This morning Chirac finally (and tepidly) endorsed Sarkozy as his choice for prez. Much was made of the wait and basically it was about as climactic as Clinton endorsing Gore in 2000 (or Bush Jr. endorsing whatever fascist gets the nomination next year). There was a big thing on the noon interview show that the lab lunch crowd watches (of which I join about 3 days a week) about the impending (5 weeks!) first-round of the election. The main reason is that last time (’02) Le Pen came out of nowhere to make the top two (who advance to the second and final round).
This time the left learned their lesson and anointed SégolÃ¨ne Royal and are more or less standing behind her (last time, the left was much more split than usual, which contributed to Le Pen sneaking into the 2nd round with 17%). The right is more or less united behind Sarko.
[also for reference: No Sex, Please, We’re French, an NYT op-ed by Stephen Clark printed 23 March]
FranÃ§ois Bayrou is the “third man” but I’d be surprised if he made the second round. His main claim to fame is that he was Education Sec’y at some point (indeed, started out as a French teacher), embraced the new centrist Union for French Democracy (UDF) party (“ni droite, ni gauche“), and therefore comes off as a warm ‘n’ fuzzy outsider. It’s been enough to get him to about 20% in the polls (vs. 29% Sarko, 25% Ségo, 15% Le Pen) but I don’t think he has legs. Yesterday Valérie received a mock chain-email saying “Don’t vote for Bayrou: Jean-Paul C. of Paris voted for Bayrou once and days later lost his job and his wife left him… Cathérine T. voted for Bayrou and mysteriously came down with a rare illness… Pierre L. voted UDF and suddenly lost his life savings….” The bottom line is he doesn’t really say anything but he’s constantly talking (and, curiously, eating) and it’s starting to wear thin.
Despite all the hype, I really don’t see much chance for anything other than a Ségo-Sarko showdown and the current polls (there are several new ones daily) show it right at 50-50. And oh, by the way, there’s still 40% undecided.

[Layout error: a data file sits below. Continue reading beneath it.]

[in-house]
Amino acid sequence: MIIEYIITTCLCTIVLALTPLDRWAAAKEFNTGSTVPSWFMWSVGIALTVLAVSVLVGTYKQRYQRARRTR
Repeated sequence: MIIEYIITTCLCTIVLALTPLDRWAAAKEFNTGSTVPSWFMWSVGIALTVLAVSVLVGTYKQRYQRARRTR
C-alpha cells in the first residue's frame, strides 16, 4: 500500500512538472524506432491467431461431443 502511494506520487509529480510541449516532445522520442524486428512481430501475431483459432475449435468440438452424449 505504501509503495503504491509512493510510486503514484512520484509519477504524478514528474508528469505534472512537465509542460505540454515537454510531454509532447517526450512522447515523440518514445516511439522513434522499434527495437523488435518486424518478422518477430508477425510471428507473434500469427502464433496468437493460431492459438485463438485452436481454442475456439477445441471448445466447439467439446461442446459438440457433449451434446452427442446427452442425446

Some notables about the election: There are 12 candidates (each one has to get 500 mayoral endorsements, from any village, town, or city large enough to have an elected mayor), including José Bové, who snuck in under the wire at the deadline; four of them are women, of whom the socialist Royal is the furthest to the right (the others represent the communist, green, and workers’ struggle parties — the latter has run in every prez election since 1974); Le Pen’s mystique has pretty much faded, since he made the cut last time and picked up virtually no votes between the first and second rounds — he’s also splitting votes this time with at least one other fascist; one candidate represents the “Hunting, Fishing, and Tradition” party; one candidate is a particularly in-your-face 32-year-old who is either extreme right or extreme left (I haven’t figured that out yet but he’ll prolly run every in every election until 2074); a recent theory has been floated about the ubiquitous polls, which are conducted by telephone — land-line telephone, to be exact — some pundits are wondering how many people who are cell-only are being left out and thus skewing the numbers; there’s a rule that now that the official candidates have been certified (as of yesterday with their 500 endorsements), all of them must get equal airtime until 2 weeks before the election when they’re all completely cut off.
The bottom line is that it would be really interesting if the US prez elections were run the same way, i.e. all primary candidates from both parties (how pathetic is it that we can say “both”?) thrown together in one big mosh and only the top two emerge for the final showdown. You definitely get the feeling that every view on the spectrum is represented in some form or another.